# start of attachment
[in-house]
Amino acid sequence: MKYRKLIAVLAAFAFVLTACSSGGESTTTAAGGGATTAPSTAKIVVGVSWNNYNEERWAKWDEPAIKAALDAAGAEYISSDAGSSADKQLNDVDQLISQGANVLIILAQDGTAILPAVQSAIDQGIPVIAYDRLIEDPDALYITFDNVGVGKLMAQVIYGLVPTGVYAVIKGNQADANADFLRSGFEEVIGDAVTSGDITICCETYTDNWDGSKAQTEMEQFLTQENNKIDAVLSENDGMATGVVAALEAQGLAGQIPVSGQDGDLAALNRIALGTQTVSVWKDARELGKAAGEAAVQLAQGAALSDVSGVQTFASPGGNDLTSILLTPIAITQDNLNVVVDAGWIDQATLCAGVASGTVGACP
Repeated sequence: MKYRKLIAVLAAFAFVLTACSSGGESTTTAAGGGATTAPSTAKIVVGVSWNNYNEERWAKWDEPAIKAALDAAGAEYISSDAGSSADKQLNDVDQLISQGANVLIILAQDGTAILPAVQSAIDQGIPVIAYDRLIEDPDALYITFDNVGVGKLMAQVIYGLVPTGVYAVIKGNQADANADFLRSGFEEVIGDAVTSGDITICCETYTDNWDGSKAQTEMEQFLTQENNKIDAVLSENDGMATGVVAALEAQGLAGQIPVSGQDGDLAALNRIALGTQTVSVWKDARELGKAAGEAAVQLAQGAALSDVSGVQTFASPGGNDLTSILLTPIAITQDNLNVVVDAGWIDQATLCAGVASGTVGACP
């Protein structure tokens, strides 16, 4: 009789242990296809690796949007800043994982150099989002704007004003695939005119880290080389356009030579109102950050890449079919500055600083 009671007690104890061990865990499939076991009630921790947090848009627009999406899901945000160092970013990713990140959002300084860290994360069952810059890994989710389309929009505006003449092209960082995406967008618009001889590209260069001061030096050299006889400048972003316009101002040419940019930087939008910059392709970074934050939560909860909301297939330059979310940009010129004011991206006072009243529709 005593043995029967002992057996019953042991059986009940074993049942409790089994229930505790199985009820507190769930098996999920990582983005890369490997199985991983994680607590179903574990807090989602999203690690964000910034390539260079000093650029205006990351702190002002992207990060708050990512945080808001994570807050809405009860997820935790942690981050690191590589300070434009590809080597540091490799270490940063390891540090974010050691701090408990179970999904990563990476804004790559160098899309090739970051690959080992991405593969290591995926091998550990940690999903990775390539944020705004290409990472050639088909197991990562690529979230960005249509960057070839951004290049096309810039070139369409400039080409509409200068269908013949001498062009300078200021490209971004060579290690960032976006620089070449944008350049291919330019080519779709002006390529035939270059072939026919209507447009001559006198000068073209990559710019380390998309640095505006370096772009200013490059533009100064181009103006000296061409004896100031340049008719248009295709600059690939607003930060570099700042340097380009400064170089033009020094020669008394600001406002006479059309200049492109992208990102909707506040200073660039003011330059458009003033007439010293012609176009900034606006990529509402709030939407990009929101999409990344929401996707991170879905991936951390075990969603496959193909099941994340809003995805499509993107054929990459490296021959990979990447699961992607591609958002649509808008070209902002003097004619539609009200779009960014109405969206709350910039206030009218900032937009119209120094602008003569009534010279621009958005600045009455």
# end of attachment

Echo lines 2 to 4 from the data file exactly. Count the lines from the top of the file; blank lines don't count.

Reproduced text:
Amino acid sequence: MKYRKLIAVLAAFAFVLTACSSGGESTTTAAGGGATTAPSTAKIVVGVSWNNYNEERWAKWDEPAIKAALDAAGAEYISSDAGSSADKQLNDVDQLISQGANVLIILAQDGTAILPAVQSAIDQGIPVIAYDRLIEDPDALYITFDNVGVGKLMAQVIYGLVPTGVYAVIKGNQADANADFLRSGFEEVIGDAVTSGDITICCETYTDNWDGSKAQTEMEQFLTQENNKIDAVLSENDGMATGVVAALEAQGLAGQIPVSGQDGDLAALNRIALGTQTVSVWKDARELGKAAGEAAVQLAQGAALSDVSGVQTFASPGGNDLTSILLTPIAITQDNLNVVVDAGWIDQATLCAGVASGTVGACP
Repeated sequence: MKYRKLIAVLAAFAFVLTACSSGGESTTTAAGGGATTAPSTAKIVVGVSWNNYNEERWAKWDEPAIKAALDAAGAEYISSDAGSSADKQLNDVDQLISQGANVLIILAQDGTAILPAVQSAIDQGIPVIAYDRLIEDPDALYITFDNVGVGKLMAQVIYGLVPTGVYAVIKGNQADANADFLRSGFEEVIGDAVTSGDITICCETYTDNWDGSKAQTEMEQFLTQENNKIDAVLSENDGMATGVVAALEAQGLAGQIPVSGQDGDLAALNRIALGTQTVSVWKDARELGKAAGEAAVQLAQGAALSDVSGVQTFASPGGNDLTSILLTPIAITQDNLNVVVDAGWIDQATLCAGVASGTVGACP
């Protein structure tokens, strides 16, 4: 009789242990296809690796949007800043994982150099989002704007004003695939005119880290080389356009030579109102950050890449079919500055600083 009671007690104890061990865990499939076991009630921790947090848009627009999406899901945000160092970013990713990140959002300084860290994360069952810059890994989710389309929009505006003449092209960082995406967008618009001889590209260069001061030096050299006889400048972003316009101002040419940019930087939008910059392709970074934050939560909860909301297939330059979310940009010129004011991206006072009243529709 005593043995029967002992057996019953042991059986009940074993049942409790089994229930505790199985009820507190769930098996999920990582983005890369490997199985991983994680607590179903574990807090989602999203690690964000910034390539260079000093650029205006990351702190002002992207990060708050990512945080808001994570807050809405009860997820935790942690981050690191590589300070434009590809080597540091490799270490940063390891540090974010050691701090408990179970999904990563990476804004790559160098899309090739970051690959080992991405593969290591995926091998550990940690999903990775390539944020705004290409990472050639088909197991990562690529979230960005249509960057070839951004290049096309810039070139369409400039080409509409200068269908013949001498062009300078200021490209971004060579290690960032976006620089070449944008350049291919330019080519779709002006390529035939270059072939026919209507447009001559006198000068073209990559710019380390998309640095505006370096772009200013490059533009100064181009103006000296061409004896100031340049008719248009295709600059690939607003930060570099700042340097380009400064170089033009020094020669008394600001406002006479059309200049492109992208990102909707506040200073660039003011330059458009003033007439010293012609176009900034606006990529509402709030939407990009929101999409990344929401996707991170879905991936951390075990969603496959193909099941994340809003995805499509993107054929990459490296021959990979990447699961992607591609958002649509808008070209902002003097004619539609009200779009960014109405969206709350910039206030009218900032937009119209120094602008003569009534010279621009958005600045009455």